Chris decided to walk to work. She had a bounce in her footsteps, a song in her heart. The odd looks her way made her laugh.
The project would finish today. She’d fly home tonight and the next ten days were hers and hers alone. No more projects, no deadlines. Ten days to work on her latest novel. Another laugh bubbled up. Chris didn’t mind people peering as they passed by. They’d never recognize her under the wig and makeup. The mobs of people served as camouflage. She was just another blur.
She glanced at the café as she passed. Beautiful people in the beautiful weather. How they could stand the exhaust of the vehicles while they ate, she’d never know. More than miles separated her home from New York City. The corner table had a reserved sign on it. Chris mentally checked that off her list.
11:08. She got to the building right on time. The doorman held the door for all the worker bees heading for lunch. She wove her way among them, passing the reception desk unnoticed. Check. Slipping into an empty elevator, she waited for the doors to close before she hit the button for the twentieth floor.
A glance at her watch put extra speed in her footsteps as she left the elevator, heading for the stairs. Nearly two minutes off schedule. Her heartbeat thumped, but she handled everything smoothly. A wire here, a button there. Practice did make perfect. 11:23, check. They’d get to the café any moment.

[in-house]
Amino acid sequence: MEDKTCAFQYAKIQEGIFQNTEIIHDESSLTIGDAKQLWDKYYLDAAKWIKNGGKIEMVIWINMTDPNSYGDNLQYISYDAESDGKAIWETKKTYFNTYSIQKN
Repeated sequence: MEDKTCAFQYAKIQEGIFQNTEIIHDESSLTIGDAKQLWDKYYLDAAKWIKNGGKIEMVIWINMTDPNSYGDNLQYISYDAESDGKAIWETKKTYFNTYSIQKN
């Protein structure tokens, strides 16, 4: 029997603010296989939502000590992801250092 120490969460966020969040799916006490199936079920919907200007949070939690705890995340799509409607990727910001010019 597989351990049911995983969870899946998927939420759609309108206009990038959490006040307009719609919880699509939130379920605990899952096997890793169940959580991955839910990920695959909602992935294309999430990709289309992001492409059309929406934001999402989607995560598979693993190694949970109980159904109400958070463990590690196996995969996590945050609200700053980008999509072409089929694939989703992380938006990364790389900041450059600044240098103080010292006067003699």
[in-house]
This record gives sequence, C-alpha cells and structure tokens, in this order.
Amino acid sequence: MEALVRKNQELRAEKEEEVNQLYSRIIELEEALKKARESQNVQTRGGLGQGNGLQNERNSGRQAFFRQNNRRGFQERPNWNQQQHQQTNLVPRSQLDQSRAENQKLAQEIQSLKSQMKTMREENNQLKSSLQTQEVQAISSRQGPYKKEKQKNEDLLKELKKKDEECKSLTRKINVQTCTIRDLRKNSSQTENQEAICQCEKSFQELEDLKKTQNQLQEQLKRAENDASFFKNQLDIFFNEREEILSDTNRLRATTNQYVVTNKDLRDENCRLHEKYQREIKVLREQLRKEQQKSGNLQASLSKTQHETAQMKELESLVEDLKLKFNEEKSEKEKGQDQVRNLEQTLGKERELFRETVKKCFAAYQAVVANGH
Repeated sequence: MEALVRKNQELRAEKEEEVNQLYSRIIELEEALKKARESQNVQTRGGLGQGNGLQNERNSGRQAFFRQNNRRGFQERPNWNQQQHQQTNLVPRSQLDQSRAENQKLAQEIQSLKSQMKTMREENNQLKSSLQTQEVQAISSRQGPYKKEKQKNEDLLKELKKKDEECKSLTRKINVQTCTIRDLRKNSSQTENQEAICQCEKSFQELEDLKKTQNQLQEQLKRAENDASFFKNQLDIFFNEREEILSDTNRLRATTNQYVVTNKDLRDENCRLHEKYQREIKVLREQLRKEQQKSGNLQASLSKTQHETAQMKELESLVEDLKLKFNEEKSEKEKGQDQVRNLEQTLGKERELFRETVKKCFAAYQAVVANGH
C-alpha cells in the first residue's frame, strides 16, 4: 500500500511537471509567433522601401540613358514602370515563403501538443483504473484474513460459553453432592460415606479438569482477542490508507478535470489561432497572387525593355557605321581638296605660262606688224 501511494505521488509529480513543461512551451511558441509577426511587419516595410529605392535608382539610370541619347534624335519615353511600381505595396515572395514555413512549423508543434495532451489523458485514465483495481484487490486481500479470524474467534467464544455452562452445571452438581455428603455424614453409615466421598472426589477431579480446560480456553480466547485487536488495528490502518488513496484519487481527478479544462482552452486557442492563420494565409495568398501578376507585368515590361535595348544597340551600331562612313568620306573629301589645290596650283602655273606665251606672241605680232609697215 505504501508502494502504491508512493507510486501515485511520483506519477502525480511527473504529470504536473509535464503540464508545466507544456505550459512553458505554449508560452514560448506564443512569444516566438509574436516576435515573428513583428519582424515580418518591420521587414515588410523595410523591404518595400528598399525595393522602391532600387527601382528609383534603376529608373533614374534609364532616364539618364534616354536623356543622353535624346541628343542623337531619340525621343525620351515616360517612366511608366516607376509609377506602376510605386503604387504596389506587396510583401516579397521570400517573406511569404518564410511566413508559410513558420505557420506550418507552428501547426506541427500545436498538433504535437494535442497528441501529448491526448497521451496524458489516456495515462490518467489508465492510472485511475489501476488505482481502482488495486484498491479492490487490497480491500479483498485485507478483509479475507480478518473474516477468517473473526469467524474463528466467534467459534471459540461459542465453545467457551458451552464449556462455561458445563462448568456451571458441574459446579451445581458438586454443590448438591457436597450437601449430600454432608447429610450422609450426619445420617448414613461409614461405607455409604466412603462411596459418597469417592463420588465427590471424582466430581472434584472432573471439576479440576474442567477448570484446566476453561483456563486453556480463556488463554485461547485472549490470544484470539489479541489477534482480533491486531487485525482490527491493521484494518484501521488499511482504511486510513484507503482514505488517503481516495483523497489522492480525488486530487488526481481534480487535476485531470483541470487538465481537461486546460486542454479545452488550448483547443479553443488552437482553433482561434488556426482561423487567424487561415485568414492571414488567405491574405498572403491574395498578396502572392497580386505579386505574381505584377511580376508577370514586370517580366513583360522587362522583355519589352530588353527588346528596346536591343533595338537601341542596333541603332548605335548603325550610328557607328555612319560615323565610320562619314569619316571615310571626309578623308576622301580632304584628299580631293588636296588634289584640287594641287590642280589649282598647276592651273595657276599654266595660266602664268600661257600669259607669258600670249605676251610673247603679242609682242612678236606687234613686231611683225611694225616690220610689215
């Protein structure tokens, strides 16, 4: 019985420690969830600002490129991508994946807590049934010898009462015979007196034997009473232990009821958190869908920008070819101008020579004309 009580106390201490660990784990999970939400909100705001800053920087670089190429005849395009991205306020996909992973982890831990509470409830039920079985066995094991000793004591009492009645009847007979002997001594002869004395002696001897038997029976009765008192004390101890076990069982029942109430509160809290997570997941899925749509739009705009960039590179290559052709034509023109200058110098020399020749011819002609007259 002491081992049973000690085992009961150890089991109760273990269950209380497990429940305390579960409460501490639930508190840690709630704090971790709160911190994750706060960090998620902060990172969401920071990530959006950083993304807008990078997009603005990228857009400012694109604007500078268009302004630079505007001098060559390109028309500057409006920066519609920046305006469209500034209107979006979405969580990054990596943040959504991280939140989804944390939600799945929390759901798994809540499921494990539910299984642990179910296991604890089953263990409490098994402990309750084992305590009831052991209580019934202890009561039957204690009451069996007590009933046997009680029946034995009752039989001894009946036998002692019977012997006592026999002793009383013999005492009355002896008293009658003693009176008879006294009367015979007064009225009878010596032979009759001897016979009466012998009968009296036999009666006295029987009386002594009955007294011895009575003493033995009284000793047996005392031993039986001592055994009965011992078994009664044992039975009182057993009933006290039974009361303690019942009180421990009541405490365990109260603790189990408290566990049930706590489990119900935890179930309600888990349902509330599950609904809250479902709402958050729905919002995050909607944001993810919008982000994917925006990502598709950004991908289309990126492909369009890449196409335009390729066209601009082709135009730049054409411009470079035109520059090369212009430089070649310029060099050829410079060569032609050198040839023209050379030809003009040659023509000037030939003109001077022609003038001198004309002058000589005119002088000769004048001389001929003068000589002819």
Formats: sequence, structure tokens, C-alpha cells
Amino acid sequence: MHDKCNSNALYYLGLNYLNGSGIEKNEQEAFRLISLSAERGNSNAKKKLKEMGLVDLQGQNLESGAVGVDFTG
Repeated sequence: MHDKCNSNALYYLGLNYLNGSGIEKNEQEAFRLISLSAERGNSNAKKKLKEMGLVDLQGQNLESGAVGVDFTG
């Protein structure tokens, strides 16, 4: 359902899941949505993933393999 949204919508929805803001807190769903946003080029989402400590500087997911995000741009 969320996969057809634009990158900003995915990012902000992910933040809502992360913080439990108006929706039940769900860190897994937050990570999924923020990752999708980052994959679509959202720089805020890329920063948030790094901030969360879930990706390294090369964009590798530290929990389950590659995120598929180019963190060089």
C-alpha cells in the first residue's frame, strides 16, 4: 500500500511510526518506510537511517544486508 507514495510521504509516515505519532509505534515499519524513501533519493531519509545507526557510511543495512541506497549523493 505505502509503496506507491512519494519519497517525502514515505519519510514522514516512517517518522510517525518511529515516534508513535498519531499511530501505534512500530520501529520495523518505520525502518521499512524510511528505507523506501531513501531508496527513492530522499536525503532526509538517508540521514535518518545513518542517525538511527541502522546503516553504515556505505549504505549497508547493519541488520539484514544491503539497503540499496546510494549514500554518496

Chris tied a scarf over her wig and pulled the fancy sunglasses out of her handbag. A huge vent was near the roof door. Her case was tucked under its ledge. She snagged it and settled into the shadow of a billboard. Assembly was easy. Tab A into Slot B. Check. As she worked, a part of her listened, smelled, felt, and filed everything away.
He was being seated at the corner table as usual. She watched through the lens as he got comfortable. Three joined him. All in boring business suits, all carrying attaché cases. As she watched, they ordered. 11:52, within the estimated timeframe. Check. Still she waited.
When the waiter put a bowl of soup on the table, Chris knew it was time. Amusement registered within the part of her on observation duty. She took a slow breath and eased off the safety. He bent to his soup. She squeezed the trigger. He dove face-first into the soup. She broke the weapon into components. No time to waste. The security system would be back up in three minutes.
As always, she was disappointed she couldn’t watch the mark and aftermath up close. The feeling was filed away with other details. She stayed on schedule and was in her hotel room by 12:35. The bank manager’s murder splattered across the news. She hardly noticed as she typed up observations.
Research made a novel come to life.
© 2010 Jessica Rosen
The first lines are a #storystarters I wrote and filed away a couple months ago. Have you searched the hashtag on Twitter yet? Treats for your muse.